Still, all these efforts couldn’t stop my classmates’ parents from reproaching my first-grade teacher for giving the highest award to me, a Gypsy. That confirmed my grandfather’s belief that there is no use acting “as if I were an official from the Ministry,” as he would put it, since there was “no such thing as a Gypsy teacher, priest or lawyer.” He too wanted to be like “the others,” but he was also aware of the invisible limits that kept Gypsies separate.
I’ve known enough Gypsies over the years to know that the “invisible limits” go both ways. I’m curious what the other Gypsies in this village thought of a young girl with short hair. Gypsies have a lot of very strong beliefs about women’s hair and when it can be cut and how it can be worn. Short hair on a girl for them is virtually equivalent to sending a young boy to school in a pink dress in America.
Furthermore, are there any Gypsy doctors, priests or lawyers? I don’t mean has a person born a Gypsy ever been to law school or the seminary and been certified. What I mean is do their fellow Gypsies still consider that person to be one of them?
My family didn’t speak Romani or follow the nomadic lifestyle. However, my grandfather was a blacksmith, a common Romani occupation. My mother’s light skin allowed me to conceal my roots, but my father, whose darker skin would have drawn attention, avoided coming around my school.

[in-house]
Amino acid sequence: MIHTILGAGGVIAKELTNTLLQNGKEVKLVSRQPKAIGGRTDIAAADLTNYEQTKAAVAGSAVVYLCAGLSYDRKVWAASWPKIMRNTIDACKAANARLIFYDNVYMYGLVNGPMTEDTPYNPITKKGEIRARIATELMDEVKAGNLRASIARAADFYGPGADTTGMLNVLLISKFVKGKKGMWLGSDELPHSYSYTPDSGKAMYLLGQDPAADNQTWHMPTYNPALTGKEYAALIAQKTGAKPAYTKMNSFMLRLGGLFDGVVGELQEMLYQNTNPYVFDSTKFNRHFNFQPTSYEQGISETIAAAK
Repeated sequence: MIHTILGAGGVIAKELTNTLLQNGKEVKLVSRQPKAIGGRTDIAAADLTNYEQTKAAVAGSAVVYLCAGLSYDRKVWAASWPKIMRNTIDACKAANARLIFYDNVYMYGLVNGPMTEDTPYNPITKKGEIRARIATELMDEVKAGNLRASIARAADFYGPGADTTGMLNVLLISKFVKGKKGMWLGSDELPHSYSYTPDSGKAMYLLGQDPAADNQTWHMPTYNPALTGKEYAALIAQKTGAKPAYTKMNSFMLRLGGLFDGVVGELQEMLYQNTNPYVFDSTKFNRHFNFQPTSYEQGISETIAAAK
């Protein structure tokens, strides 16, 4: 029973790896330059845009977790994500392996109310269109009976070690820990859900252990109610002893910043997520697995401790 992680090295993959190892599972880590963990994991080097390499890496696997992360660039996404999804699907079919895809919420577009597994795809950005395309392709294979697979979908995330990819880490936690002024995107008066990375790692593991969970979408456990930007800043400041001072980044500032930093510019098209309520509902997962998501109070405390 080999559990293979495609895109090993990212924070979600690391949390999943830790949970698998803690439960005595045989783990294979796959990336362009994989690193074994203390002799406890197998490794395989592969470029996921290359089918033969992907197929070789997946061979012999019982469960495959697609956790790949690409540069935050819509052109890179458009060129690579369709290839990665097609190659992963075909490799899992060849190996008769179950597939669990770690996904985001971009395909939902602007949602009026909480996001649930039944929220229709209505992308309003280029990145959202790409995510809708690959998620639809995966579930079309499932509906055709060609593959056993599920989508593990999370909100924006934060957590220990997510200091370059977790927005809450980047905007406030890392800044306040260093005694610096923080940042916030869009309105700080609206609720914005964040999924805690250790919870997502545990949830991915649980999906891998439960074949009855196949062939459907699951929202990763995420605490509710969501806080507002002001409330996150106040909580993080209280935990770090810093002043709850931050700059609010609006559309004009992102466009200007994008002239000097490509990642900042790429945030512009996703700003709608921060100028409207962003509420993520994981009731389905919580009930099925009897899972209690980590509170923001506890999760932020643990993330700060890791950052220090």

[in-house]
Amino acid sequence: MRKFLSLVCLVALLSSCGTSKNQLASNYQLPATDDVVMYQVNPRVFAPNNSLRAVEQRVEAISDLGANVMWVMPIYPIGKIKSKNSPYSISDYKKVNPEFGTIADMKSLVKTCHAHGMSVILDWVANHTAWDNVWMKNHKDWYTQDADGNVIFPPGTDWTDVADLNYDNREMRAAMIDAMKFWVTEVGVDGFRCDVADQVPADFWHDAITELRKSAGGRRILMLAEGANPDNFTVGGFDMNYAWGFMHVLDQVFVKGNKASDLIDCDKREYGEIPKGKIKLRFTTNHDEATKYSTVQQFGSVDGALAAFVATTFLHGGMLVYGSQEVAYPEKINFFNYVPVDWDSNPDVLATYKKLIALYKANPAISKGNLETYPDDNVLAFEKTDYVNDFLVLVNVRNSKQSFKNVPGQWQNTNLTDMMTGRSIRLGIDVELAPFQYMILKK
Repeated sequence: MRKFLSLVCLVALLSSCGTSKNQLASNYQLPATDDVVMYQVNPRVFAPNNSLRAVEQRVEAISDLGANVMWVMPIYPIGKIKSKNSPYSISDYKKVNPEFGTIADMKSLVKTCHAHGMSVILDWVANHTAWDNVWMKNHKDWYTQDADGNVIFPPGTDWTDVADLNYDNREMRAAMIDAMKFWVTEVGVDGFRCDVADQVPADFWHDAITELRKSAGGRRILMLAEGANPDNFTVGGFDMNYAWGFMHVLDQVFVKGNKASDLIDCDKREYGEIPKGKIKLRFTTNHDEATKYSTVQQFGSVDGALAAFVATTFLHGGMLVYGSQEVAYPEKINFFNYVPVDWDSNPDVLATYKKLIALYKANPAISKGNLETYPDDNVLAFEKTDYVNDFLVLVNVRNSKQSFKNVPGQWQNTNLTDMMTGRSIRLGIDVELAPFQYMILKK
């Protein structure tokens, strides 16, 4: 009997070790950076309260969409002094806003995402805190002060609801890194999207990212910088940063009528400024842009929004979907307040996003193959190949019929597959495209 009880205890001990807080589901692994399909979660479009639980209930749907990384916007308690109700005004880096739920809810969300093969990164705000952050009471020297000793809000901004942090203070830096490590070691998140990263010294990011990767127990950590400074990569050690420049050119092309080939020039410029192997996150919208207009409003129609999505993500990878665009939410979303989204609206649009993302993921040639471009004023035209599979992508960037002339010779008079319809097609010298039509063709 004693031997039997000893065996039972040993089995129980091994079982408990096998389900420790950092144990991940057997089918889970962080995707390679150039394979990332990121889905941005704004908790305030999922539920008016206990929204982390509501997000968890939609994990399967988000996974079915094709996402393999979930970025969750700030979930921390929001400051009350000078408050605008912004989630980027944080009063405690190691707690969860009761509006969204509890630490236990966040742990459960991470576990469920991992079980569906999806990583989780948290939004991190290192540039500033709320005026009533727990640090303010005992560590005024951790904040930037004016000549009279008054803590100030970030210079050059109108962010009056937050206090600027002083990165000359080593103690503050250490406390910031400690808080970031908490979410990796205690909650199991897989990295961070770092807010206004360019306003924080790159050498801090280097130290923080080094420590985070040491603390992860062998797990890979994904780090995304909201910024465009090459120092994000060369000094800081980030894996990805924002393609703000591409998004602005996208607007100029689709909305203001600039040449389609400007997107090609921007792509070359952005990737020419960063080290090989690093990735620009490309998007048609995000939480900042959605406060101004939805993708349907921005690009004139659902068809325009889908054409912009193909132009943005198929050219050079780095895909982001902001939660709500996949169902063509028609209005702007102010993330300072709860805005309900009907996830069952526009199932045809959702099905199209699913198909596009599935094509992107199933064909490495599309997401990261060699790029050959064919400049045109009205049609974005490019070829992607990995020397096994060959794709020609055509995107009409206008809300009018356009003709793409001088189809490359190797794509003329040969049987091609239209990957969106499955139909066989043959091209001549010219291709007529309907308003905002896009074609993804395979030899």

It sounds to me like only non-Gypsies considered this family to be Gypsies. They weren’t nomads? They cut their daughter’s hair short? They didn’t speak the Gypsy language? The author’s parents worked three jobs to send their daughter to university (and buy her lots of books as a child)? There’s a picture at the link of the author’s parents and neither one of them are even dressed like Gypsies but instead look exactly like Romanians from that era (photo taken in 1984). How exactly are these people Gypsy in any sense of the word other than by “blood”?